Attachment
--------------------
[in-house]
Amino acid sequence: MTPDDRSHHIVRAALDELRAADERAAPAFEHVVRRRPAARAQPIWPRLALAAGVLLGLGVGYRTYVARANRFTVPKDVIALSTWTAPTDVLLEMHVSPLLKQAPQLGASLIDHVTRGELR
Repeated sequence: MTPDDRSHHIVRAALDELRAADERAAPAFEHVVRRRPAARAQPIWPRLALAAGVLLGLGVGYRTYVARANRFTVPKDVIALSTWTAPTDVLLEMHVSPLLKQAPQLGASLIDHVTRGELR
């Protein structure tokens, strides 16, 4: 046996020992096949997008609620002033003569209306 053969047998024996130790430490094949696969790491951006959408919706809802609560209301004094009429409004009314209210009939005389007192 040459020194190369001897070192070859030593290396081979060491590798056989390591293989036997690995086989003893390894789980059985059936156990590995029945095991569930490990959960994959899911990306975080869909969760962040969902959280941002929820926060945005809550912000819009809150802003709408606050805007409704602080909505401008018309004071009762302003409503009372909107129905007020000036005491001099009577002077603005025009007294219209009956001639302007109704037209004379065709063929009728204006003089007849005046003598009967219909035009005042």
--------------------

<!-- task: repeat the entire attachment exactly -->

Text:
[in-house]
Amino acid sequence: MTPDDRSHHIVRAALDELRAADERAAPAFEHVVRRRPAARAQPIWPRLALAAGVLLGLGVGYRTYVARANRFTVPKDVIALSTWTAPTDVLLEMHVSPLLKQAPQLGASLIDHVTRGELR
Repeated sequence: MTPDDRSHHIVRAALDELRAADERAAPAFEHVVRRRPAARAQPIWPRLALAAGVLLGLGVGYRTYVARANRFTVPKDVIALSTWTAPTDVLLEMHVSPLLKQAPQLGASLIDHVTRGELR
């Protein structure tokens, strides 16, 4: 046996020992096949997008609620002033003569209306 053969047998024996130790430490094949696969790491951006959408919706809802609560209301004094009429409004009314209210009939005389007192 040459020194190369001897070192070859030593290396081979060491590798056989390591293989036997690995086989003893390894789980059985059936156990590995029945095991569930490990959960994959899911990306975080869909969760962040969902959280941002929820926060945005809550912000819009809150802003709408606050805007409704602080909505401008018309004071009762302003409503009372909107129905007020000036005491001099009577002077603005025009007294219209009956001639302007109704037209004379065709063929009728204006003089007849005046003598009967219909035009005042």